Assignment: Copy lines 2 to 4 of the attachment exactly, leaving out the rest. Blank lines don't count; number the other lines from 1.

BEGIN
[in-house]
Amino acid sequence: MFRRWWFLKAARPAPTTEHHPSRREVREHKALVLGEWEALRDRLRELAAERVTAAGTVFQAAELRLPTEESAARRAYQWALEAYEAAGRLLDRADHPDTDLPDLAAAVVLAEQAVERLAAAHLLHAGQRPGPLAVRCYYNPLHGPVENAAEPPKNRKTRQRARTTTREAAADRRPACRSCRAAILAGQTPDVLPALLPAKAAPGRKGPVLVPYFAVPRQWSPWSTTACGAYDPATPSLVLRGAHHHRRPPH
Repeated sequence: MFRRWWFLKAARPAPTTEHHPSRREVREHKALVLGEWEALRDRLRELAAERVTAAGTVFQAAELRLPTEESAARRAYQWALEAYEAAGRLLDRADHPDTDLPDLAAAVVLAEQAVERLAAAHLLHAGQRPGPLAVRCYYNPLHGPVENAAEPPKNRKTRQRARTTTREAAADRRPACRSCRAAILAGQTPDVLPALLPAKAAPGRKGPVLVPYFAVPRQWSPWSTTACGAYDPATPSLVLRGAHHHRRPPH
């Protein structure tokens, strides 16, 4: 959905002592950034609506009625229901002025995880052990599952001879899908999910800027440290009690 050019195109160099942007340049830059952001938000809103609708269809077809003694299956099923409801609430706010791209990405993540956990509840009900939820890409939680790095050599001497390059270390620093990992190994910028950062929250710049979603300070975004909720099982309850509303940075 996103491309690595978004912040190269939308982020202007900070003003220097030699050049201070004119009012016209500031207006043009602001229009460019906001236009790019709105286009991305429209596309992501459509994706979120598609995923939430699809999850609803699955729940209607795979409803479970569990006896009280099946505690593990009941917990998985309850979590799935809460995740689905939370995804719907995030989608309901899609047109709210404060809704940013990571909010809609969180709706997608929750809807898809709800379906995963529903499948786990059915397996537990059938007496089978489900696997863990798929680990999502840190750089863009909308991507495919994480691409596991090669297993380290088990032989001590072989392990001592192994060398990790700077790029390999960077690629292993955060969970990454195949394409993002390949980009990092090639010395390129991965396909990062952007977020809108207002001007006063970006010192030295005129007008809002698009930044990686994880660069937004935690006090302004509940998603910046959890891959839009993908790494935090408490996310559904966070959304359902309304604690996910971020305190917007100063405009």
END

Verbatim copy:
Amino acid sequence: MFRRWWFLKAARPAPTTEHHPSRREVREHKALVLGEWEALRDRLRELAAERVTAAGTVFQAAELRLPTEESAARRAYQWALEAYEAAGRLLDRADHPDTDLPDLAAAVVLAEQAVERLAAAHLLHAGQRPGPLAVRCYYNPLHGPVENAAEPPKNRKTRQRARTTTREAAADRRPACRSCRAAILAGQTPDVLPALLPAKAAPGRKGPVLVPYFAVPRQWSPWSTTACGAYDPATPSLVLRGAHHHRRPPH
Repeated sequence: MFRRWWFLKAARPAPTTEHHPSRREVREHKALVLGEWEALRDRLRELAAERVTAAGTVFQAAELRLPTEESAARRAYQWALEAYEAAGRLLDRADHPDTDLPDLAAAVVLAEQAVERLAAAHLLHAGQRPGPLAVRCYYNPLHGPVENAAEPPKNRKTRQRARTTTREAAADRRPACRSCRAAILAGQTPDVLPALLPAKAAPGRKGPVLVPYFAVPRQWSPWSTTACGAYDPATPSLVLRGAHHHRRPPH
């Protein structure tokens, strides 16, 4: 959905002592950034609506009625229901002025995880052990599952001879899908999910800027440290009690 050019195109160099942007340049830059952001938000809103609708269809077809003694299956099923409801609430706010791209990405993540956990509840009900939820890409939680790095050599001497390059270390620093990992190994910028950062929250710049979603300070975004909720099982309850509303940075 996103491309690595978004912040190269939308982020202007900070003003220097030699050049201070004119009012016209500031207006043009602001229009460019906001236009790019709105286009991305429209596309992501459509994706979120598609995923939430699809999850609803699955729940209607795979409803479970569990006896009280099946505690593990009941917990998985309850979590799935809460995740689905939370995804719907995030989608309901899609047109709210404060809704940013990571909010809609969180709706997608929750809807898809709800379906995963529903499948786990059915397996537990059938007496089978489900696997863990798929680990999502840190750089863009909308991507495919994480691409596991090669297993380290088990032989001590072989392990001592192994060398990790700077790029390999960077690629292993955060969970990454195949394409993002390949980009990092090639010395390129991965396909990062952007977020809108207002001007006063970006010192030295005129007008809002698009930044990686994880660069937004935690006090302004509940998603910046959890891959839009993908790494935090408490996310559904966070959304359902309304604690996910971020305190917007100063405009």